In addition to the Title Sponsore, Spirit are also inviting Premier Partners (£5,000 plus VAT) and Partners (£1,500 plus VAT), along with Top 50 sponsors (£395 plus VAT). These are priced so as to allow organisations to choose a level that's appropriate to their budget.

For more information about these sponsorship opportunities, visit the Spirit of the Sea website.

Tuesday, April 12, 2011

Low Cost Business Exhibition Opportunity in South Dorset

If price has put you off taking a stand at a business exhibition, here's an opportunity you won't want to miss.

Winning Business, on 1 June in Weymouth, is offering you the chance to showcase your wares to other local firms for just £55.

This B2B event is being held at the Redlands Community Sports Hub and will feature up to 75 exhibitors. According to Weymouth and Portland Chamber of Commerce around 40 firms have already expressed an interest, which is great news.

The exhibition is very reasonably priced, particularly when compared with other regional events such as Business South and Business South West. By taking a table you'll be able to experience what it's like to present your firm to potential customers in a show environment. It could also help you to determine whether there's a return to be had on a relatively small investment.

Even if you don't choose to take a table at Winning Business, you will probably find it valuable to drop in, even for a few minutes. Visitor entry is free and whatever industry you're in, there's sure to be someone there who offers services you need to buy. Even if you're not looking to change supplier, it's always worth being aware of the other options available.

Winning Business is being organised by the new South & West Dorset Open4Business CIC (Community Interest Company). If that sounds like a mouthful, don't worry. What's important is that the exhibition offers, and delivers, value to your business.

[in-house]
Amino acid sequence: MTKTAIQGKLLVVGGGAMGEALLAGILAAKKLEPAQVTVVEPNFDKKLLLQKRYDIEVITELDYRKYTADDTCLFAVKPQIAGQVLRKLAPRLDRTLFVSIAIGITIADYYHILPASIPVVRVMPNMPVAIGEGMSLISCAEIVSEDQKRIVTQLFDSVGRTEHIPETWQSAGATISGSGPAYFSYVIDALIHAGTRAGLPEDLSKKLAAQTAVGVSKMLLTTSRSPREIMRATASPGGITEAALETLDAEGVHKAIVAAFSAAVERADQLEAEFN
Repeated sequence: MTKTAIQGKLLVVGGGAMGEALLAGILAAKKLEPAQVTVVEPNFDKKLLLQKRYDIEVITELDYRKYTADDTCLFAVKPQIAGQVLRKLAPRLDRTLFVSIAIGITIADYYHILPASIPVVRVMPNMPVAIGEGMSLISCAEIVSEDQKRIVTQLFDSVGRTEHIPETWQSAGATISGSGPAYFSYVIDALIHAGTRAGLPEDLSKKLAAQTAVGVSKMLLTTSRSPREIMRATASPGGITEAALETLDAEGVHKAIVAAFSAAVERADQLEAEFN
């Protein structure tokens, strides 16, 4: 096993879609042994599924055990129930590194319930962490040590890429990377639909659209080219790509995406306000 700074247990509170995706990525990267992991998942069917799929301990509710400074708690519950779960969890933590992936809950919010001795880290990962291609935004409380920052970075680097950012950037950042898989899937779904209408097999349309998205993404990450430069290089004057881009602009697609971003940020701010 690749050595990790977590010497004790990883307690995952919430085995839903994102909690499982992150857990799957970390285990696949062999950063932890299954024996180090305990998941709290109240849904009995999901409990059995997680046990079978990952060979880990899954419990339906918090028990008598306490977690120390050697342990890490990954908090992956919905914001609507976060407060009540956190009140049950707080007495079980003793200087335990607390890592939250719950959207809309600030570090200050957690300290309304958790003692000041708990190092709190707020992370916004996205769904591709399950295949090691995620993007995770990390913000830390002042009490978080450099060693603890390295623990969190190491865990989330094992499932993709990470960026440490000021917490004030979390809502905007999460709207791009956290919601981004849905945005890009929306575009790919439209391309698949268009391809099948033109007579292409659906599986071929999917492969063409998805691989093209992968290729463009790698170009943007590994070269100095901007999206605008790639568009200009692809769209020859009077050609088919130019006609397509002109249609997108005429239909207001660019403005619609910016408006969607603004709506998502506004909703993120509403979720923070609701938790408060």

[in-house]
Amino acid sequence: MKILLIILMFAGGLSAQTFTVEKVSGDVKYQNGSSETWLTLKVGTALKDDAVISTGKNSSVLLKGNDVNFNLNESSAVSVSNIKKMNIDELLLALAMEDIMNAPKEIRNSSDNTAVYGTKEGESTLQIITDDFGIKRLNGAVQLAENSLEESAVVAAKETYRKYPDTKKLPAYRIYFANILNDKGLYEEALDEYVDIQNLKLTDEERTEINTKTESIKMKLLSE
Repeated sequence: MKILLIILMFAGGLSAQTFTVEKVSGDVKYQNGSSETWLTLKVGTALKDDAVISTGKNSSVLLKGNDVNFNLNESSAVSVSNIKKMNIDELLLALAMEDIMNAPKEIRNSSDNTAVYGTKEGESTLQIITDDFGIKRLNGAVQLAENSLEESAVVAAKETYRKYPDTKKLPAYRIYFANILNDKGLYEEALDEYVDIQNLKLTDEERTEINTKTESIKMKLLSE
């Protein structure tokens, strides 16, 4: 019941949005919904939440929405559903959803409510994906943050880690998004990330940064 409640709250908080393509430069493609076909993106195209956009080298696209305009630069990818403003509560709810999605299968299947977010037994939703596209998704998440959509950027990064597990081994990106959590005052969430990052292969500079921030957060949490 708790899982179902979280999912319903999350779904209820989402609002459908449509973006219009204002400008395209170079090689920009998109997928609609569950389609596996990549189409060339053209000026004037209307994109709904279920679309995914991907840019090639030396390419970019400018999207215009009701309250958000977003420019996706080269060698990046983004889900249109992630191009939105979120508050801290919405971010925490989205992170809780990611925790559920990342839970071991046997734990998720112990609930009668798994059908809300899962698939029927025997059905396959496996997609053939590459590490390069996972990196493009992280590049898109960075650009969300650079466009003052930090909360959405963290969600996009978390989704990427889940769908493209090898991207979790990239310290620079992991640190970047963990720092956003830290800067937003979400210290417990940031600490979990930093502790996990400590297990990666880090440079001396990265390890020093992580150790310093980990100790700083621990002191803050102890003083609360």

Monday, April 11, 2011

Member of Parliament Meets Entrepreneurial Dorset Plumber

Successful local firm A.P.Chant of Bridport has recently hosted a visit from their local MP, Oliver Letwin.

A.P.Chant is the biggest privately-owned plumbing, heating and electrical company in West Dorset, according to their website. It was begun by Ashley Chant who started working as a local plumber in 1992 and is now Managing Director of a business operating across Dorset, Somerset and Devon.

The visit was an opportunity for Ashley Chant to showcase his firm's work and to tell the MP about all the exciting developments for the company in the next twelve months, which includes the proposed Renewable Energy Centre building, located next to the A.P.Chant Head Office.

Ashley Chant, Lucy Chant and Oliver Letwin also discussed the government's proposed policies on renewal energy.

Following the visit, Ashley Chant said: “We were obviously delighted to welcome Mr Letwin to A.P.Chant, we are all very proud as to what we’ve achieved as a business despite the economic situation and the affects that that’s had on the building sector in the last few years. Mr Letwin was very interested in this new and exciting development in the business."

It's good to see a local firm getting attention from a senior local politician. Let's hope Oliver Letwin receives, and accepts, more invitations to visit Dorset businesses in the coming months.

Photo from A.P.Chant. From left to right: Lucy Chant, Oliver Chetwin, Ashley Chant.

Saturday, April 9, 2011

Face the Bournemouth 'Dragons' to Win £500 Start-Up Grant